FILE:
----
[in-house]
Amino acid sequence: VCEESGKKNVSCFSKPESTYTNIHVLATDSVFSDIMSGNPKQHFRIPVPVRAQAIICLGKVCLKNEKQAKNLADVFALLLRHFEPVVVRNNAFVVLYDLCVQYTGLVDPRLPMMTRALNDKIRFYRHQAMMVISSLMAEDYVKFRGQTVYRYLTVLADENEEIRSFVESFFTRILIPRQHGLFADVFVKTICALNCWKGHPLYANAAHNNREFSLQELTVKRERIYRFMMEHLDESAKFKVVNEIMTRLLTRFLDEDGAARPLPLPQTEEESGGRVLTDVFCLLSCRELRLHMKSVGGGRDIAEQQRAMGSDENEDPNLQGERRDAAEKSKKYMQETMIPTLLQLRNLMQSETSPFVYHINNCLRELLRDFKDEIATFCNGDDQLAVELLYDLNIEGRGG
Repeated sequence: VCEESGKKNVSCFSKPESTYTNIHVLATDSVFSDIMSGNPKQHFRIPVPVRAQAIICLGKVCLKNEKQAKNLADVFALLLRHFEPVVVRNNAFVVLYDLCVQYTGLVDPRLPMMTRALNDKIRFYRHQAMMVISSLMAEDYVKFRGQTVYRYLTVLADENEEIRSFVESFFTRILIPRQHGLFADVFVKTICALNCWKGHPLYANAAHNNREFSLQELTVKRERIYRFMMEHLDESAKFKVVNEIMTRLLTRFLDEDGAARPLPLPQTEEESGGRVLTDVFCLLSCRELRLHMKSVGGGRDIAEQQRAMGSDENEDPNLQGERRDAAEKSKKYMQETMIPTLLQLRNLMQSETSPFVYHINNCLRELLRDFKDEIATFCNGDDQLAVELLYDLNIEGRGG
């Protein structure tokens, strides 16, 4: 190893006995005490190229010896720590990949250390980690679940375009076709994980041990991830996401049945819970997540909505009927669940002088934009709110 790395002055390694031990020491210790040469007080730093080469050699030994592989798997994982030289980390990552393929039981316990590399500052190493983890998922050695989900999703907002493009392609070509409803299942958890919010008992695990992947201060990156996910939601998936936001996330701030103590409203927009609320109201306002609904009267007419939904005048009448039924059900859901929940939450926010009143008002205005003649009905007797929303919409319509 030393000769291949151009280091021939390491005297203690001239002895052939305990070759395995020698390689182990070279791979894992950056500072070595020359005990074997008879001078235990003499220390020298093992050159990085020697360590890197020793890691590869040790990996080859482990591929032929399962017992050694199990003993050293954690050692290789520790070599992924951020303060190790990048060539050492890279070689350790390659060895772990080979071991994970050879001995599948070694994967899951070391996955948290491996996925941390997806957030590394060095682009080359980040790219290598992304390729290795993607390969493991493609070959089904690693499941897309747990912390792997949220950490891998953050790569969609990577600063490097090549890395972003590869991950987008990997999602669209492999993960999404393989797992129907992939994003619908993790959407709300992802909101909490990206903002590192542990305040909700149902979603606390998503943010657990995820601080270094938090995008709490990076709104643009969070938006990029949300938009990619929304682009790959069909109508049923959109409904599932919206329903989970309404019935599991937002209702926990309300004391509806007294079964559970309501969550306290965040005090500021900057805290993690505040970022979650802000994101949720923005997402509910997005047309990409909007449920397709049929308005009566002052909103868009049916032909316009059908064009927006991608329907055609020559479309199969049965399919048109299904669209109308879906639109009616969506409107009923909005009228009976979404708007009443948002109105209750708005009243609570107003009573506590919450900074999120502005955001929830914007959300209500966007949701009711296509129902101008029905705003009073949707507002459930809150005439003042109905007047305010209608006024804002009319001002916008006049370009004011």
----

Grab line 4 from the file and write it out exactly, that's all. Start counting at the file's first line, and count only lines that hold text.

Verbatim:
């Protein structure tokens, strides 16, 4: 190893006995005490190229010896720590990949250390980690679940375009076709994980041990991830996401049945819970997540909505009927669940002088934009709110 790395002055390694031990020491210790040469007080730093080469050699030994592989798997994982030289980390990552393929039981316990590399500052190493983890998922050695989900999703907002493009392609070509409803299942958890919010008992695990992947201060990156996910939601998936936001996330701030103590409203927009609320109201306002609904009267007419939904005048009448039924059900859901929940939450926010009143008002205005003649009905007797929303919409319509 030393000769291949151009280091021939390491005297203690001239002895052939305990070759395995020698390689182990070279791979894992950056500072070595020359005990074997008879001078235990003499220390020298093992050159990085020697360590890197020793890691590869040790990996080859482990591929032929399962017992050694199990003993050293954690050692290789520790070599992924951020303060190790990048060539050492890279070689350790390659060895772990080979071991994970050879001995599948070694994967899951070391996955948290491996996925941390997806957030590394060095682009080359980040790219290598992304390729290795993607390969493991493609070959089904690693499941897309747990912390792997949220950490891998953050790569969609990577600063490097090549890395972003590869991950987008990997999602669209492999993960999404393989797992129907992939994003619908993790959407709300992802909101909490990206903002590192542990305040909700149902979603606390998503943010657990995820601080270094938090995008709490990076709104643009969070938006990029949300938009990619929304682009790959069909109508049923959109409904599932919206329903989970309404019935599991937002209702926990309300004391509806007294079964559970309501969550306290965040005090500021900057805290993690505040970022979650802000994101949720923005997402509910997005047309990409909007449920397709049929308005009566002052909103868009049916032909316009059908064009927006991608329907055609020559479309199969049965399919048109299904669209109308879906639109009616969506409107009923909005009228009976979404708007009443948002109105209750708005009243609570107003009573506590919450900074999120502005955001929830914007959300209500966007949701009711296509129902101008029905705003009073949707507002459930809150005439003042109905007047305010209608006024804002009319001002916008006049370009004011």